• Benefits to the Individual: Financial literacy contributes towards more disposable income, and a better lifestyle for an individual through increased savings, efficient debt management, a better understanding of financial products, and a realistic approach towards financial goals. 
  • Benefits to the Economy: Well-informed consumers demand better quality products and services which create more competition, innovation, and quality products. Financially literate consumers are more likely to reduce the burden on the economy for losses and reduced activity. Increased savings and investments of the people promote economic growth and development. 
  • Benefits to the Society: Financial literacy leads to more financial inclusion as people would know how to access available financial products or services. They can better understand government schemes and policies, and access safe saving and investment avenues which greatly affect the financial future of the country.

George Carl, chairman of the National CPA Financial Literacy Commission finely quoted:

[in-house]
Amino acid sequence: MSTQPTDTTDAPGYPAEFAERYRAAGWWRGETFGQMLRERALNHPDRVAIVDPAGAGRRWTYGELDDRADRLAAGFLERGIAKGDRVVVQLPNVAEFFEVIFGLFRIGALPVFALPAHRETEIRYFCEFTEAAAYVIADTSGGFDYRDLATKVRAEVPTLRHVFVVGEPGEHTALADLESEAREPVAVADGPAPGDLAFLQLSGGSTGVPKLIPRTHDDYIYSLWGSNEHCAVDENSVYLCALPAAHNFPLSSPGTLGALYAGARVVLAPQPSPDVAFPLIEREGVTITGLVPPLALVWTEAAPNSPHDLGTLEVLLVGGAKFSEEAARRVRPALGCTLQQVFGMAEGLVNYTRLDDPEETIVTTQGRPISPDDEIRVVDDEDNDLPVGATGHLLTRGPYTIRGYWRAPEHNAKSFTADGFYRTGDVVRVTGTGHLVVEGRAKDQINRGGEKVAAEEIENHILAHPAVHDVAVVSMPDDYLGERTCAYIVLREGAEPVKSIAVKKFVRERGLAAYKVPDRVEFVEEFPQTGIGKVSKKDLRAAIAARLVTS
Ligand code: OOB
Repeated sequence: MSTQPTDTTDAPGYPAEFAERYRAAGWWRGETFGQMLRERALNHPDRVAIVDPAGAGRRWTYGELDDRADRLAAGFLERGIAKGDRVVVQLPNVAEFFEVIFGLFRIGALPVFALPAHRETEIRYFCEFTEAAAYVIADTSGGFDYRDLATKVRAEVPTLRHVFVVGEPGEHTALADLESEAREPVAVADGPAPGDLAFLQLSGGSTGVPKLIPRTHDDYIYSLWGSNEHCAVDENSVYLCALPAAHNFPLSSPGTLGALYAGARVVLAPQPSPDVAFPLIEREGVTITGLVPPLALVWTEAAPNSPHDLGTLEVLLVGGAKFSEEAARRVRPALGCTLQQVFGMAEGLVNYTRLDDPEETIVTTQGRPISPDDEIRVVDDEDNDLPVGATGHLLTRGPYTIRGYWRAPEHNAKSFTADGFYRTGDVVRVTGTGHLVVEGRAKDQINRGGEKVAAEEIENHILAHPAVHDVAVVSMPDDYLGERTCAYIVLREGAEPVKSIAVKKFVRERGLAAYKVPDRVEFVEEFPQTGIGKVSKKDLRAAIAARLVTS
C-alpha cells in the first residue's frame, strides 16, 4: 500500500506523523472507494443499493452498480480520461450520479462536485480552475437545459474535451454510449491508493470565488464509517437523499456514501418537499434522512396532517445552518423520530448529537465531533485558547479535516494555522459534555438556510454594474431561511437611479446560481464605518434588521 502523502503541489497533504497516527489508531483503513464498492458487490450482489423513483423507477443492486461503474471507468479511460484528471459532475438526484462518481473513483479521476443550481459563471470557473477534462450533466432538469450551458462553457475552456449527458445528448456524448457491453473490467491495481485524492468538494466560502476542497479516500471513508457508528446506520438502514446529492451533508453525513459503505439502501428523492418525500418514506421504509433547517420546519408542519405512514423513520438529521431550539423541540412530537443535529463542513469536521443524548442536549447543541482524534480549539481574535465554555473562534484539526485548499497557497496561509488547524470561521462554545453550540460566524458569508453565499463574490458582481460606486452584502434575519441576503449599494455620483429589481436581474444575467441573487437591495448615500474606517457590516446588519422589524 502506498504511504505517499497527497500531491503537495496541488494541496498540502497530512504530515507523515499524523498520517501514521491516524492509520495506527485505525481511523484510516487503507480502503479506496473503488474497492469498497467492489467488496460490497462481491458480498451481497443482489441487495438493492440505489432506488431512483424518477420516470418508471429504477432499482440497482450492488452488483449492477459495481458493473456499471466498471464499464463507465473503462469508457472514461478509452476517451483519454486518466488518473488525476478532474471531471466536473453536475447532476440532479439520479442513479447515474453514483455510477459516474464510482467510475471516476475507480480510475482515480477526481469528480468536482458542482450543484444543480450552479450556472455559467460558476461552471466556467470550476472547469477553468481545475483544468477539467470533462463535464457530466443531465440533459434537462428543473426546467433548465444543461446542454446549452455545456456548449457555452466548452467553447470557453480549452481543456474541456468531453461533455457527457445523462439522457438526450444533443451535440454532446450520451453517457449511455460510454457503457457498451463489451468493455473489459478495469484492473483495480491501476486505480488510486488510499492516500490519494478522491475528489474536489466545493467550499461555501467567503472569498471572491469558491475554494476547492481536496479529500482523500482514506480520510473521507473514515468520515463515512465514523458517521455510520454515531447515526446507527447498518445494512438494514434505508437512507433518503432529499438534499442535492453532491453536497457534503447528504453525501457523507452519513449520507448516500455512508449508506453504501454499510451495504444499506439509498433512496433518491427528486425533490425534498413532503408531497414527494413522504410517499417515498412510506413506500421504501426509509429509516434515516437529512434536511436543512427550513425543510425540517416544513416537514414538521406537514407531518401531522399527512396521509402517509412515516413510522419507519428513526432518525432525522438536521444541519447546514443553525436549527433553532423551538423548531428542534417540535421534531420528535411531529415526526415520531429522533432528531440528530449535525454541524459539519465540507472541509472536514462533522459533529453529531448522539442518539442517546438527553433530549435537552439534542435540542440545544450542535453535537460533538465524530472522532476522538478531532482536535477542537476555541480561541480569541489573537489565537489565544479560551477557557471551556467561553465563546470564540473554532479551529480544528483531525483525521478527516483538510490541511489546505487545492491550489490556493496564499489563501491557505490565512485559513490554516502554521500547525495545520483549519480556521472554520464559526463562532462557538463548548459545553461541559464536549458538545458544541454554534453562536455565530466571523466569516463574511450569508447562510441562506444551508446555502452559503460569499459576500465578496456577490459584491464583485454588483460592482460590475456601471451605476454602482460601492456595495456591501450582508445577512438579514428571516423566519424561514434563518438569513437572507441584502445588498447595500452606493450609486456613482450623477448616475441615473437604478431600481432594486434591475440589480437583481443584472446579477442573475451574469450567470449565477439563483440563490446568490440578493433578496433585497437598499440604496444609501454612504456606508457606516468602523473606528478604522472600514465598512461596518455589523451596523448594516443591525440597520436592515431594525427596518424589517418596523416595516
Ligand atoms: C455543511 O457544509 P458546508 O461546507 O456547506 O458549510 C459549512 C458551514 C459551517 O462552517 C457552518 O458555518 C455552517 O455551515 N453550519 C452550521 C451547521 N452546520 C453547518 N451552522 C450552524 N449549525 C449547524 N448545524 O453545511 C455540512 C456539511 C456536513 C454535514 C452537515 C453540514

“Financial literacy is not an end in itself, but a step-by-step process. It begins in childhood and continues throughout a person’s life to retirement. Instilling the financial-literacy message in children is especially important because they will carry it for the rest of their lives.”

Surely financial literacy is essentially needed in everyone’s life, irrespective of socio-economic and demographic background. It is considered an important life skill in modern society. Keeping in view the growing importance of financial literacy in India, the National Centre for Financial Education (NCFE) was established in 2013 by the Government of India to promote financial literacy across the country for all sections of the population. Other organizations, such as SEBI, RBI, CRISIL, RGVN, NGOs, commercial banks, and educational institutions, are also playing their respective roles in this regard. 

The financial literacy level of people can differ based on his/her socio-economic and demographic background, such as their place of residence, age, gender, marital status, education, occupation, income, religion, and social category. It also differs enormously between the developed and developing economies around the world. Financial literacy is essentially needed for all demographic segments of people and is considered to be an important life skill in modern society. The importance of financial literacy in India is even greater considering the low level of general literacy, the large section of the population outside the formal financial system, information asymmetry in the financial market, changes in economic policies, changes in the family structure, the advancement of information technology, the increased life expectancy of the citizens, etc. Financially literate people will contribute to the influx of economic activities and various products.